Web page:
So, for example, these lenders assessed the risk of 2014 loans much as they did 2009 loans. Problem is, coming off the 2008 financial crisis, loans in 2009 were typically made only to customers with pristine credit and at rates that were higher than they are today.
Loans made in 2014 often carried at least some higher level of credit risk and were often issued at rock-bottom rates, Mustafa noted. As such, some banks could be left holding fixed-rate credits that will produce anemic profits relative to those of competitors who proved more disciplined on pricing and who waited for higher rates to get aggressive on lending.
"You need to look at your loan portfolio by vintage," Mustafa said. "The day you make a loan helps define its risk profile."
What's more, Mustafa noted, floating rate loans could become significantly more risky in a higher-rate environment, potentially affecting banks' credit quality. If such loans reset at higher rates, borrowers will become more likely to default on loans.
More shakeout on the way?
Banks that have taken these issues into consideration and cautiously worked to both grow loans and reposition their balance sheets to become more asset-sensitive in preparation for higher rates, while also setting aside capital for future deployment, could prove particularly well-positioned for a new rate environment. But those that have been too aggressive—or too passive—could struggle, Mustafa said.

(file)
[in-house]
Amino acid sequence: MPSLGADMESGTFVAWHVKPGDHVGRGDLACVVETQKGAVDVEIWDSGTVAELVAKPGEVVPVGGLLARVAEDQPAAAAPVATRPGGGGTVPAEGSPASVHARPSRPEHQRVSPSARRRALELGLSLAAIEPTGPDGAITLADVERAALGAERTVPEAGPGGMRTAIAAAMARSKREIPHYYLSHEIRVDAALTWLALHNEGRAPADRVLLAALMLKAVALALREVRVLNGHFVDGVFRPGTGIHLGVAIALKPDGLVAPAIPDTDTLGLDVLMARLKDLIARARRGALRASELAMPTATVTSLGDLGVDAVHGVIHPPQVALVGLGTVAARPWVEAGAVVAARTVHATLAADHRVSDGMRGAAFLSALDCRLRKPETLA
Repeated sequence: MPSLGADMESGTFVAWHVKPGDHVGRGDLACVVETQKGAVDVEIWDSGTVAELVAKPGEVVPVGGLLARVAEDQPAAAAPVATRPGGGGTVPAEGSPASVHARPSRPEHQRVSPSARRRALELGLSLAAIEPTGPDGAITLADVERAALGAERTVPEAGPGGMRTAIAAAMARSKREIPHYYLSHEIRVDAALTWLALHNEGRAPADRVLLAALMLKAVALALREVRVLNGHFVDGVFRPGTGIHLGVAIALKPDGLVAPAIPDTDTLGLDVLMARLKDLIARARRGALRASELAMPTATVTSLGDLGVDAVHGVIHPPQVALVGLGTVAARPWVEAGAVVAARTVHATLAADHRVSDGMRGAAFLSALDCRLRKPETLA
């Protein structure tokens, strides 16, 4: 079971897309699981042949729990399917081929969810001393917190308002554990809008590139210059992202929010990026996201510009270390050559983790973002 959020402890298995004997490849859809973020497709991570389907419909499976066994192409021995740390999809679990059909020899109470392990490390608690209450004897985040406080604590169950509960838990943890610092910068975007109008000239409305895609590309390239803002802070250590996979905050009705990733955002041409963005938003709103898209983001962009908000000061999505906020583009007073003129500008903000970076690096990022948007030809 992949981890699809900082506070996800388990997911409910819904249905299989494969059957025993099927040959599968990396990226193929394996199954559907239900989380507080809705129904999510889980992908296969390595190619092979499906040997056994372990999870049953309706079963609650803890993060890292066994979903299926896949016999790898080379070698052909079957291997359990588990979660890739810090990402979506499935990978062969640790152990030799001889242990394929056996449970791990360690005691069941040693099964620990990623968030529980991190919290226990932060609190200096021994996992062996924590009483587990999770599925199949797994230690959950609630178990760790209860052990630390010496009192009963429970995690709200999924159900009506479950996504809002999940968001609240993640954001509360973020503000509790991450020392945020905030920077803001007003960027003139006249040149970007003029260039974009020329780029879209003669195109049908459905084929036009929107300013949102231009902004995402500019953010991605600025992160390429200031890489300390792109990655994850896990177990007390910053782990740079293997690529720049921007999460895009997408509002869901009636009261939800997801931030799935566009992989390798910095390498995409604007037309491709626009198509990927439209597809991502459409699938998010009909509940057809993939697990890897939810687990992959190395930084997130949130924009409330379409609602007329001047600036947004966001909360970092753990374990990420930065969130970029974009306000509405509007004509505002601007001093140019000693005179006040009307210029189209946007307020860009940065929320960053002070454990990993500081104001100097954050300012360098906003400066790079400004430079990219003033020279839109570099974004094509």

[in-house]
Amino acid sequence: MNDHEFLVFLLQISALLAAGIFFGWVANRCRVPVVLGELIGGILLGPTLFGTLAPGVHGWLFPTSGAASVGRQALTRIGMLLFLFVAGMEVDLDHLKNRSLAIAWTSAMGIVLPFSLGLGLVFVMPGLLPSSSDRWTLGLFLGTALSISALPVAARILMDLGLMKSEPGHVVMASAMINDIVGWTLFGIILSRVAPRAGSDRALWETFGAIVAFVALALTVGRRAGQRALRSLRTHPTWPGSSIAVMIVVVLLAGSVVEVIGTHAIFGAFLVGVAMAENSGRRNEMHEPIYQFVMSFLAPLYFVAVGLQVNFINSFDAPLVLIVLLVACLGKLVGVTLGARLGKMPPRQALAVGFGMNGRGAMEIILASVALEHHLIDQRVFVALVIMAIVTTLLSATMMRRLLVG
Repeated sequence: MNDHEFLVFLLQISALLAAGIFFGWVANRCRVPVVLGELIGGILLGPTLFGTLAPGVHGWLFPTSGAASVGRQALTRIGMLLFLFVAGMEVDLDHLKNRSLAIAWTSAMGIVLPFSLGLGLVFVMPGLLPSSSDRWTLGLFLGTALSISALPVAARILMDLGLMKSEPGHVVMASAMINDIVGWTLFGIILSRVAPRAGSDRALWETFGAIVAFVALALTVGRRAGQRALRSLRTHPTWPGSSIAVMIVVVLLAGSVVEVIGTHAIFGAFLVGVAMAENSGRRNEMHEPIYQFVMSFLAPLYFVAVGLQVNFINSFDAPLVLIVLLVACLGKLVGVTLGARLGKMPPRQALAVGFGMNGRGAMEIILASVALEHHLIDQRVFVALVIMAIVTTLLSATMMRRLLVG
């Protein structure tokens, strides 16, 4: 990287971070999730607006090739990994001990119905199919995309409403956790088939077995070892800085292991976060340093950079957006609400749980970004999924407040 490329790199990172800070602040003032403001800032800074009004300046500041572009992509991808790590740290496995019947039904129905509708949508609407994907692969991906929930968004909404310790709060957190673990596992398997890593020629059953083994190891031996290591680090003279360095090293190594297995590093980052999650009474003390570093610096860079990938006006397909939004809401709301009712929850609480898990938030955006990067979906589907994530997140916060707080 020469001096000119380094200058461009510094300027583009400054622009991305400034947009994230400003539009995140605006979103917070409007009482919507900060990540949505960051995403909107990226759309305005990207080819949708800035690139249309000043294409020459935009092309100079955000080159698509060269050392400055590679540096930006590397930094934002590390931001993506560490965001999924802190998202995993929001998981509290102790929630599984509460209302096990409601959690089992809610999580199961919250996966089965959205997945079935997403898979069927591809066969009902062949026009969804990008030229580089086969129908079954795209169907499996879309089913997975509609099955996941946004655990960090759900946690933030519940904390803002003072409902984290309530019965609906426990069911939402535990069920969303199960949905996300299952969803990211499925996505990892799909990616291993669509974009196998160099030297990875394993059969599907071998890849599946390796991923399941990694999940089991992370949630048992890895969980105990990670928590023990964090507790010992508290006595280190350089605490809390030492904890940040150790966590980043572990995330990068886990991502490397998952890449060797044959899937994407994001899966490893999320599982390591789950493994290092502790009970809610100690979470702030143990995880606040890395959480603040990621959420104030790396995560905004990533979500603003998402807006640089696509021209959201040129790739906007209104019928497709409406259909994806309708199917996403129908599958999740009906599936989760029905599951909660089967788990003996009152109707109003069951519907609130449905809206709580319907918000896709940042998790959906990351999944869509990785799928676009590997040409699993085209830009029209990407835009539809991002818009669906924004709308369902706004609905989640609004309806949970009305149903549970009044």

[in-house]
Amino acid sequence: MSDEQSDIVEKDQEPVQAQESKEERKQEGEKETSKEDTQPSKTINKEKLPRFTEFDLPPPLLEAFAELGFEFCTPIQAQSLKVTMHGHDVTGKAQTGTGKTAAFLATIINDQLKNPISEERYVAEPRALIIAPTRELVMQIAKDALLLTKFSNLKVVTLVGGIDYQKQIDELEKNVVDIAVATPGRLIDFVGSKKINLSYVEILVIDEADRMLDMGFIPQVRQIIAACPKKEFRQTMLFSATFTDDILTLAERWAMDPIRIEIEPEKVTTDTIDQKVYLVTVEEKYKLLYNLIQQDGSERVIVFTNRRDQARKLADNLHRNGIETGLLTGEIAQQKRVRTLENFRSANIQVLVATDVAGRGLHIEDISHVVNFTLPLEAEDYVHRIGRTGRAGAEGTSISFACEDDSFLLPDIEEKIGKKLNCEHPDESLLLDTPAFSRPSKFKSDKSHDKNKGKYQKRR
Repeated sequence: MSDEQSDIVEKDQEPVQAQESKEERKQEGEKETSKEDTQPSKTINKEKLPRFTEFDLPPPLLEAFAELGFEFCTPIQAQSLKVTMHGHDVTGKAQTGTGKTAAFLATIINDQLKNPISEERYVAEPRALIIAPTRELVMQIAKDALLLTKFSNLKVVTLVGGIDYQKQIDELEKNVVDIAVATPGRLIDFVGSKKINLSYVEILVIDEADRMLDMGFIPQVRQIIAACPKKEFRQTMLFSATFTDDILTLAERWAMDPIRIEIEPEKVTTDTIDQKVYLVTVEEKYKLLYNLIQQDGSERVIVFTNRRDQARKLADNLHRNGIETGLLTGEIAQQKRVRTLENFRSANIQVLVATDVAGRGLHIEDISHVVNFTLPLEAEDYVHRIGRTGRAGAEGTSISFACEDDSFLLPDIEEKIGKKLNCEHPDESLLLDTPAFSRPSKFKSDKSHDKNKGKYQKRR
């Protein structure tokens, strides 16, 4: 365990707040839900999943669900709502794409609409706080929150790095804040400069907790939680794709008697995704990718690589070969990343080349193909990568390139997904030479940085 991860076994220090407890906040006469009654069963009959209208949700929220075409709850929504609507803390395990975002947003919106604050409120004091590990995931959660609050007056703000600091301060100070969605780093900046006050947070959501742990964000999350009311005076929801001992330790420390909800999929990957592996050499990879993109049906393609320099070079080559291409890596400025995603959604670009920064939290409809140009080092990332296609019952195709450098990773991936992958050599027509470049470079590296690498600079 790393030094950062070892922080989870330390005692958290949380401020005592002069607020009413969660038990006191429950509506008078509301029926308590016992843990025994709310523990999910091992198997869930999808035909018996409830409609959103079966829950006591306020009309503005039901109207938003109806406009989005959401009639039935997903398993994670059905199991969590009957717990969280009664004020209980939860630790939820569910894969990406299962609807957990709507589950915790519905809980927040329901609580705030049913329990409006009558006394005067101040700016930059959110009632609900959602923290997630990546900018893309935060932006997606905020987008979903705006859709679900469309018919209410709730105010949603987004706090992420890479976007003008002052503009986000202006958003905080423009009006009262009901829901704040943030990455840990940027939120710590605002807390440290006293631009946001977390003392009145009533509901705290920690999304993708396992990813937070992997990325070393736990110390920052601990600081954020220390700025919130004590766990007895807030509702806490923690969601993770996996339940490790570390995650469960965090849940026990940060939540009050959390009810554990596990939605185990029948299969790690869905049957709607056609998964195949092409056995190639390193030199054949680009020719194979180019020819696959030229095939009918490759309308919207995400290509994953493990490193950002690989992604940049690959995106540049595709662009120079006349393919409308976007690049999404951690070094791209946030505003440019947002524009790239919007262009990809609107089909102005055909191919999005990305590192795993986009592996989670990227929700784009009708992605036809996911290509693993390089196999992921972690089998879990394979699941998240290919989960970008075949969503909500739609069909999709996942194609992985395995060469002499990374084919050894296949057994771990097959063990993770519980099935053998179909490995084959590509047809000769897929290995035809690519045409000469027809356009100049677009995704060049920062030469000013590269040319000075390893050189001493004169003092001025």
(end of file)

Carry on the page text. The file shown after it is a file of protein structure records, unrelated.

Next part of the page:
"The banks that are not prepared for this are going to get squeezed," he said.
Mustafa thinks that another big shakeout in bankland looms, with those able to capitalize on rising rates emerging as winners. Mustafa said these winners will be well-positioned to continue as bank buyers, or become buyers, and they could see an increasingly populated landscape of targets, as many banks that struggle with rising rates are bound to become sellers.
This should drive continued bank M&A, he said, picking up on an active 2014 that was driven in part by many small banks deciding to sell in order to get out from under the weight of heavy regulatory burdens. There were more than 290 whole-bank deals announced last year, according to SNL data.
"I'm not here to be doom and gloom," Mustafa said. "I'm saying that the smart banks—and they are out there—are positioning themselves to really pounce" when rising rates force change in the industry. "And that's about successfully navigating uncertainty now."
Only certainty is uncertainty
Survey results released this week from KPMG LLP show that, when asked about the likelihood that their bank will be involved in M&A during the next year, 49% of community and regional bank executives answered that they were "somewhat" or "very likely" to be a buyer, up from 40% a year earlier. KPMG surveyed 100 senior bank executives.
All of that noted, Deer reminds, a change in the rate environment is hardly a sure thing.
"We have been talking about a rise in rates for five years or so now," the Sandler analyst said. "And it hasn't happened yet. … I think you have to be ready for it, but at the same time, it's one of those don't hold your breath kind of things."